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Tuition will rise 8.3%

By Karen Kaplan

Tuition for the 1991-92 academic year was set at $16,900 last Friday. The Executive Commit

tee of the MIT Corporation approved President Charles M. Vest's recommendation to increase tuition by 8.3 percent at its monthly meeting.

The average room and board cost will increase by $230 to $5330. Altogether, tuition, room and board will increase by 7.4 percent to $22,230. The self-help level was increased by $400, or seven percent, to $6100.

"The decision was made on the basis of a very detailed study conducted by the Office of the Vice President for Financial Operations, with particular input from the Office of Financial Aid," Vest said. "My recommendation was arrived at with the advice of the entire Academic Council."

Vest also noted that "tuition has certainly been a common topic of discussion in the numerous informal meetings with students I have participated in this year."

Tuition usually covers "only half the cost of an MIT education," Vest said. The remainder is met by earnings from the MIT endowment and by unrestricted income from gifts and grants.

Those concerned in the decision-making process all stressed the importance of maintaining a need-blind admissions program when setting the tuition level. "One of the ironic facts of the financing of higher education today is that private colleges and universities must charge very substantial tuitions in order to ensure that they have the resources to provide financial aid to their students," Vest said.

Leonard V. Gallagher '54, director of Student Financial Aid, denied that the tuition increase would make it more difficult for his office to accommodate needy students. "We're only planning on 30 additional clients [for financial aid] out of 2500," he said.

"While the cost of tuition is going up by 8.3 percent, the available scholarship money will increase by approximately 10 percent. That's one of the reasons we have to raise tuition -- to increase financial aid," Gallagher continued.

Gallagher also noted that federal participation in MIT scholarship programs has declined. The federal government used to fund about one third of MIT scholarships; it now accounts for about one tenth.

Both Gallagher and Vest pointed out that very few MIT students actually pay the full tuition, room and board costs. This year, 57 percent of undergraduates received financial aid in the forms of long-term loans, student jobs and scholarships from the Institute.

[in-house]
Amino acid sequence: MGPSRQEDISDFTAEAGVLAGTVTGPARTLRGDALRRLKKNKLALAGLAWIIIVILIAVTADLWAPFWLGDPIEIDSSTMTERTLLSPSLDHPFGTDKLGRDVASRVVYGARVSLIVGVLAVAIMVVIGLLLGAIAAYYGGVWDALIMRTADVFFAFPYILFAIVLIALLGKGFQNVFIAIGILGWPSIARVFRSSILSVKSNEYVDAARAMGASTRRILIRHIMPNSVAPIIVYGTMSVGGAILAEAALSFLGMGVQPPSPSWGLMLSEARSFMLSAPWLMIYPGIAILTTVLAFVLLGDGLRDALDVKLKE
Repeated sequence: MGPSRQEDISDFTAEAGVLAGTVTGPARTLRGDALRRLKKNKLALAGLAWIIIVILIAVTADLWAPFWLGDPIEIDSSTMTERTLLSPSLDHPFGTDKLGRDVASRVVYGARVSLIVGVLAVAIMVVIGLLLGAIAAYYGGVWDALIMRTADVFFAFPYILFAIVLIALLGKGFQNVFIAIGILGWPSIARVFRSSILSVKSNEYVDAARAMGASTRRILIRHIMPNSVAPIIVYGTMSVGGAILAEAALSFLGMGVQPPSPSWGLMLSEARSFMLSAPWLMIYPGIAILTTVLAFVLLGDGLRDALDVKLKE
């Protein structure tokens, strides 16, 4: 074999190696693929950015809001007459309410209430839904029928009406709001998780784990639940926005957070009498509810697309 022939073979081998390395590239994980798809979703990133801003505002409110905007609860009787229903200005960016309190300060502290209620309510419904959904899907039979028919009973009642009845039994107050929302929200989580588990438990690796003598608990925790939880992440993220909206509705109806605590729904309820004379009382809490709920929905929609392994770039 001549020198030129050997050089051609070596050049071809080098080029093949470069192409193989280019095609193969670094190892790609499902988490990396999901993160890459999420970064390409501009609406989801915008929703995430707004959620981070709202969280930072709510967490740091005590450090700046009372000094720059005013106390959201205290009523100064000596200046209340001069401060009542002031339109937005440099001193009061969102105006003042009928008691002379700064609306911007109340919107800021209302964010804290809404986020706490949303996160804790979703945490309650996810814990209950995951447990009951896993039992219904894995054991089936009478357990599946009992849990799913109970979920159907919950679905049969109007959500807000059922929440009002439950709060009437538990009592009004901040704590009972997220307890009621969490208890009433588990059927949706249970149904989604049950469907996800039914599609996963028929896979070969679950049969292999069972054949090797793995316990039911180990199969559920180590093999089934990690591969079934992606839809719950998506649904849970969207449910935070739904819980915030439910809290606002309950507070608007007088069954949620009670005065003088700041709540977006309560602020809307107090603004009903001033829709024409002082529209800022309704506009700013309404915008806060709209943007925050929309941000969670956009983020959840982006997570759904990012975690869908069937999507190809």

"Only 21 percent of MIT students and their families pay the full price of tuition, room and board; the rest are assisted to some extent by either MIT or external funds," Vest said.

Vest pointed out that "MIT students who have applied for financial aid are distributed almost uniformly across the spectrum of family income."

According to Vest, "about 20 percent of those applying come from the bottom national quartile of family income and 48 percent come from the two middle quartiles. There seems to be no income-related skewing of the probability that a student will register at MIT once admitted.

"I think [the higher tuition] probably discourages some [students from applying], but our mission in this office is to try to get the word across that not everyone has to pay the full tuition," Gallagher said. "We try to do a fair job of assessing what people can pay. We try to dispel unreasonable concerns about cost."

The $16,900 tuition level is $100 higher than was expected. "I always feel that if there are folks who are able to pay more, then within reason, we should ask them to pay that extra in order to maintain a broad-based aid program that will allow us to aid every student who is admitted, regardless of their family circumstances," Gallagher said.

Vest echoed this sentiment. "A proud part of MIT's tradition has been that it has attracted an unusually large number of students from financially modest backgrounds, often the first of their families to attend a university," he said. "Our students are admitted to MIT, not by virtue of their connections, not by virtue of their pocketbooks, but by virtue their minds and accomplishments."